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Fort Anne National Historic Site of Canada


Mi’kmaq Alliances

Illustration from the book “The Micmac and How Their Ancestors Lived Four Hundred Years Ago” Illustration from the book “The Micmac and How Their Ancestors Lived Four Hundred Years Ago”
© Parks Canada/K. Kaulbach

Life for the Mi’kmaq and other aboriginal people would change forever after the arrival of Europeans. While the French maintained a mostly cooperative relationship with the Mi’kmaq and with their Abenaki allies, the relationship between the British and the Mi’kmaq was often turbulent.

As early as 1605, when Port-Royal was abandoned for a time by the French settlers, the site was left in the hands of a Mi’kmaq chief for safe keeping. Over time, the bonds between the two nations deepened through intermarriage. During the 17th and 18th centuries, French troops and Mi’kmaq warriors became allied against the British expansion. The British too, mostly by giving gifts and trading goods, developed military ties with native people. The battles of Bloody Creek clearly illustrate these alliances.

After the British succeeded in capturing Port-Royal in 1710, the battered fort needed repairs to make it serviceable. Acadian contractors up the Annapolis River agreed to cut wood for the fortifications and float the timber down to the fort. Supplying timber for the fort, however, would have disastrous consequences. The task was thwarted by Aboriginal warriors who harassed the Acadians for helping the English and cut adrift their rafted logs. The situation became dire enough that Governor Samuel Vetch decided to send a force upriver to placate the region.
Some 70 soldiers left Annapolis Royal on June 10th, 1711, in a whaleboat and two flatboats. When it reached René Forêt River near present-day Bridgetown, the whaleboat was confronted by Abenakis who had gathered there in advance of an attack on Annapolis Royal. The British were badly outnumbered and soon overcome. Around 18 men were killed and 12 wounded. All but one soldier was taken prisoner. The French later traded the prisoners for food and supplies.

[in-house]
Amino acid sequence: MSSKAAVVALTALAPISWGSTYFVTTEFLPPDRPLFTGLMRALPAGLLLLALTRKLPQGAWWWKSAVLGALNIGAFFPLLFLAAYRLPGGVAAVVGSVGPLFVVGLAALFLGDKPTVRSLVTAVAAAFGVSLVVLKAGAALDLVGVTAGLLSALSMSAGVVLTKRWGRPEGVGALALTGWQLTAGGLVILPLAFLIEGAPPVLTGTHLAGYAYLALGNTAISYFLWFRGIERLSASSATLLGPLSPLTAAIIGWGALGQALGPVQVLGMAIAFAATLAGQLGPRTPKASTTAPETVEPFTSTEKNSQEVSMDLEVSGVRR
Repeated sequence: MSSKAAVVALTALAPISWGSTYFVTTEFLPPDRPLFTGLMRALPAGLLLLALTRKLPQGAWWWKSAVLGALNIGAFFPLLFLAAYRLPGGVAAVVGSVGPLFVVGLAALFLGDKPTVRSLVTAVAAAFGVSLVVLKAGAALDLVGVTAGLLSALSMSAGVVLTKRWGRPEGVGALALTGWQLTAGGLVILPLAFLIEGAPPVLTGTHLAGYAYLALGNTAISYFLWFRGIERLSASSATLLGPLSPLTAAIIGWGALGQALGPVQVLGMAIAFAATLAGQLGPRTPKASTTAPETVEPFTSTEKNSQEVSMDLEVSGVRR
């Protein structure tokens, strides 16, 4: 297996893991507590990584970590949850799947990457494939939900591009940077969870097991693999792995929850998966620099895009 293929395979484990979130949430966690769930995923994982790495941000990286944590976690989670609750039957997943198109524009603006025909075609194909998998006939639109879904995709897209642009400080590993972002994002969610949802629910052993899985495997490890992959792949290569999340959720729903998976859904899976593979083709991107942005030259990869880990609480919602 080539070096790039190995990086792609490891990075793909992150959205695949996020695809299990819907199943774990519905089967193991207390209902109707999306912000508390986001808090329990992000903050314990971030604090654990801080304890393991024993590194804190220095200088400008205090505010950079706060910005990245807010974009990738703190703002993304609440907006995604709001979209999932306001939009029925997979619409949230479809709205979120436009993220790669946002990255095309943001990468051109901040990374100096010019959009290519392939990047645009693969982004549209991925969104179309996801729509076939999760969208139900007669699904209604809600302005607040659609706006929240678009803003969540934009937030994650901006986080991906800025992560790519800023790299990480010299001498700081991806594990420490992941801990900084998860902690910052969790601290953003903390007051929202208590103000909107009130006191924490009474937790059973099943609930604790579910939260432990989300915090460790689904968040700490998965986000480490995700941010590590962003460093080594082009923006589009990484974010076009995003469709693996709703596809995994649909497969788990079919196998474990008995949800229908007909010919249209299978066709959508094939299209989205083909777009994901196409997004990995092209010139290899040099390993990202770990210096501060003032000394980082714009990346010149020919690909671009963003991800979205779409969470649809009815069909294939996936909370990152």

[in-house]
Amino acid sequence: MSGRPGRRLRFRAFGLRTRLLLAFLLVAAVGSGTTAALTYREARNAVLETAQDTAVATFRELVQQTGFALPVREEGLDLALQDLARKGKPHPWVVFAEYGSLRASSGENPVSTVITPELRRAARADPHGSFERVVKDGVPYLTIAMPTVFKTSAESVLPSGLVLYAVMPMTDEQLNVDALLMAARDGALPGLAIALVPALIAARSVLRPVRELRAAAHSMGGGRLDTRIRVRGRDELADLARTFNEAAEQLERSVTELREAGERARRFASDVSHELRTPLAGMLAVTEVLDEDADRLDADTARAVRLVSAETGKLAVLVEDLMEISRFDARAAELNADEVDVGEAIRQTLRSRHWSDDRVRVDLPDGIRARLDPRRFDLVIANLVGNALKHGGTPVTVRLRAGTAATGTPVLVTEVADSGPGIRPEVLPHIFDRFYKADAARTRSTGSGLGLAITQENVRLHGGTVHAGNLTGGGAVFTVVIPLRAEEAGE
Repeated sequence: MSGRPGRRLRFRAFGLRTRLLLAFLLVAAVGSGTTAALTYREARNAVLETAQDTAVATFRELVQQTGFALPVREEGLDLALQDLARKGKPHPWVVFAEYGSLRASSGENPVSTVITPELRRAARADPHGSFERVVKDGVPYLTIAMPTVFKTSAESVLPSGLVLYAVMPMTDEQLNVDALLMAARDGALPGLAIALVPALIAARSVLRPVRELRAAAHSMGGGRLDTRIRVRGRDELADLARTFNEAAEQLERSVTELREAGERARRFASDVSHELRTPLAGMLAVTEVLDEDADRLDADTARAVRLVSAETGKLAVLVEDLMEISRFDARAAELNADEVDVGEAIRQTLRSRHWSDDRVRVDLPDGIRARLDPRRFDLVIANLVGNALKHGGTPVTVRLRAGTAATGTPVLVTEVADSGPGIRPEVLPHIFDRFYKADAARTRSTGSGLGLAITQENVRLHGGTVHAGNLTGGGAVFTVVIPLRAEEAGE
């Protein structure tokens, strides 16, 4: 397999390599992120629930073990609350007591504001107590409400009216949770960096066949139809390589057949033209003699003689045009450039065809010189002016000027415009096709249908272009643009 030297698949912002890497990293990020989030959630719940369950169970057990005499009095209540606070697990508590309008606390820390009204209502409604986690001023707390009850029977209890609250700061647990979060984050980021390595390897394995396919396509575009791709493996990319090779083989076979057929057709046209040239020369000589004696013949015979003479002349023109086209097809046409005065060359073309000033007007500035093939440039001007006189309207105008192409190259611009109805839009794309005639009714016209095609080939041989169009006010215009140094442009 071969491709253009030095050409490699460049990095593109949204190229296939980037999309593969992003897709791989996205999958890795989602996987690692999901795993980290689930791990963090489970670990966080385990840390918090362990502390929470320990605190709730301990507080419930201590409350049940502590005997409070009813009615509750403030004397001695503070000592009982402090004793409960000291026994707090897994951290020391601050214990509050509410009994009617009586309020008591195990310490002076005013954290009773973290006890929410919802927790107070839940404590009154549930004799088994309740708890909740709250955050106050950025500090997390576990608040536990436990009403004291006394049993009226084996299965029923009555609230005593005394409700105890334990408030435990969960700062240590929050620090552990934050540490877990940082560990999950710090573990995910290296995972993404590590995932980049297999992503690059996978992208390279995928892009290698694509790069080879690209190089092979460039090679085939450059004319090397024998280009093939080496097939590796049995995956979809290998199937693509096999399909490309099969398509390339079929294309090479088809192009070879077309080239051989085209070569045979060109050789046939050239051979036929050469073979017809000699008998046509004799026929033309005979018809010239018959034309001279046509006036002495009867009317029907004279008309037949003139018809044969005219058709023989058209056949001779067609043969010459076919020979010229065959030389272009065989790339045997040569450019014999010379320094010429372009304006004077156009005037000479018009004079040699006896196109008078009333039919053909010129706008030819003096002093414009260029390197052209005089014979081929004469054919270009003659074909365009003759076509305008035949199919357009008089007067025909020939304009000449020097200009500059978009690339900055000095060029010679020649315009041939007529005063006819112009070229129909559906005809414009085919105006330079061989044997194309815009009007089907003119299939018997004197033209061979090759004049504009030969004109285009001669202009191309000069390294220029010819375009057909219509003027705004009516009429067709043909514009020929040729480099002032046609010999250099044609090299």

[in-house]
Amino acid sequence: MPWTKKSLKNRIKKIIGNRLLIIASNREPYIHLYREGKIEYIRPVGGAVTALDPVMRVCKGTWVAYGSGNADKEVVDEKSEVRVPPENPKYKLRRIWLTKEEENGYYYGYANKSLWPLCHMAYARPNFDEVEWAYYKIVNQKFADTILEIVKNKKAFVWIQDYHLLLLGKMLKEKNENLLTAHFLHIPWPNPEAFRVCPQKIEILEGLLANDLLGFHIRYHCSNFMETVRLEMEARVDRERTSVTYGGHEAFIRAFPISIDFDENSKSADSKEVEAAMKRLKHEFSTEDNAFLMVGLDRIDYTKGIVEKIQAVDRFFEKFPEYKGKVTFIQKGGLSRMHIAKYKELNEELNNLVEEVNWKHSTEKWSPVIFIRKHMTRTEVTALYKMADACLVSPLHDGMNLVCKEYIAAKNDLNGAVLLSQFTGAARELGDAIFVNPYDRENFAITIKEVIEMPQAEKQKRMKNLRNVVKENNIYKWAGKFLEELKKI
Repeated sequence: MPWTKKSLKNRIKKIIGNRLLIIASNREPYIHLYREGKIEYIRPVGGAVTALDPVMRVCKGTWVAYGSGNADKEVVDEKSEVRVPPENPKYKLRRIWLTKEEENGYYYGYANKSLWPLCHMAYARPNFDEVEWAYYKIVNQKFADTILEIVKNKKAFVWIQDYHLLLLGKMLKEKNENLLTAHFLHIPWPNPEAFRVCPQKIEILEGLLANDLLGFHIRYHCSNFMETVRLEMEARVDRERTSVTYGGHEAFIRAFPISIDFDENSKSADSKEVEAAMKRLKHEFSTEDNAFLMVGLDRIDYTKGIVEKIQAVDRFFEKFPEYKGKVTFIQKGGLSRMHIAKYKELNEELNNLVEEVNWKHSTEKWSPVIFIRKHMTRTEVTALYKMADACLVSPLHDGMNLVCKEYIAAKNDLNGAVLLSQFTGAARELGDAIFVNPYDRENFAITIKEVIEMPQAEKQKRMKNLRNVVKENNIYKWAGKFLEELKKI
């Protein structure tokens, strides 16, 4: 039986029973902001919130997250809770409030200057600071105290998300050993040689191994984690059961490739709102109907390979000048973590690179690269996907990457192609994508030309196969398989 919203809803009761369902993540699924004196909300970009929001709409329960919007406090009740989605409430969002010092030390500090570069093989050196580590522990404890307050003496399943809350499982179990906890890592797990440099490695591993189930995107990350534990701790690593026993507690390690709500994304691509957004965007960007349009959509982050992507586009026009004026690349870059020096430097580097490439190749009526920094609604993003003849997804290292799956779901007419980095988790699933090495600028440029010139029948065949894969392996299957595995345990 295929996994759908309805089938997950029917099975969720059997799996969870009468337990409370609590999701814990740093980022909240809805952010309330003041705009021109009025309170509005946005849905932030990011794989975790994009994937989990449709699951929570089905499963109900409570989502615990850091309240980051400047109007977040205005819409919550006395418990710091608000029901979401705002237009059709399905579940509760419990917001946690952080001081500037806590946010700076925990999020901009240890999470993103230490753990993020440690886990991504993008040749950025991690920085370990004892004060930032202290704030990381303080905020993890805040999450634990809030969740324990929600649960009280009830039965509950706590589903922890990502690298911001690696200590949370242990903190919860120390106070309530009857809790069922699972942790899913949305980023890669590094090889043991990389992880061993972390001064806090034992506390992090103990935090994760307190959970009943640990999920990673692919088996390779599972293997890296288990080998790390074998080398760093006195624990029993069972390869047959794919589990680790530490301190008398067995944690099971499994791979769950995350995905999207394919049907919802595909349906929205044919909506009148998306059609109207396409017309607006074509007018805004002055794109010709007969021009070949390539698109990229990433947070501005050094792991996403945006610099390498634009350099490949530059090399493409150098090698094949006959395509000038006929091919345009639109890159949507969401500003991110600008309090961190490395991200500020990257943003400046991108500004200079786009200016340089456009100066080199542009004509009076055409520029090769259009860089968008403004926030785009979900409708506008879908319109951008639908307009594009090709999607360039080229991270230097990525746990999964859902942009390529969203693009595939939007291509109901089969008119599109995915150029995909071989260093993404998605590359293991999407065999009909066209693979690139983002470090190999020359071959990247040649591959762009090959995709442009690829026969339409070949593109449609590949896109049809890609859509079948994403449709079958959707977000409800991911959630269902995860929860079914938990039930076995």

Following this first battle, Colonel John Livingston, Vetch’s cousin, returned from New York with about 50 men recruited from among the Iroquois Confederacy. Their mission: scouting and preventing attacks on the fort by French soldiers and their Mi’kmaq, aboriginal allies. A fort for the soldiers was constructed at the lower end of Annapolis Royal. The Iroquois company was dismissed in the spring of 1713.

In 1755, some Acadians who had escaped the deportation formed resistance bands in the forests, often linking up with their Mi'kmaq allies. In December 1757, a work party from Annapolis Royal was cutting firewood near the site of the first battle when they were ambushed by an Acadian and Mi'kmaq force. One man was killed and another seven were taken captive. In response, 130 British troops were dispatched to recover the prisoners.
When British troops crossed a bridge on the René Forêt River on the morning of December 8th, they were attacked by the Mi'kmaq and Acadians. The British suffered 25 casualties before retreating back to Annapolis Royal. Despite defeating the British, the Mi'kmaq and Acadian force did not follow it up by attacking Annapolis Royal. The René Forêt River was later renamed Bloody Creek in honour of these two battles.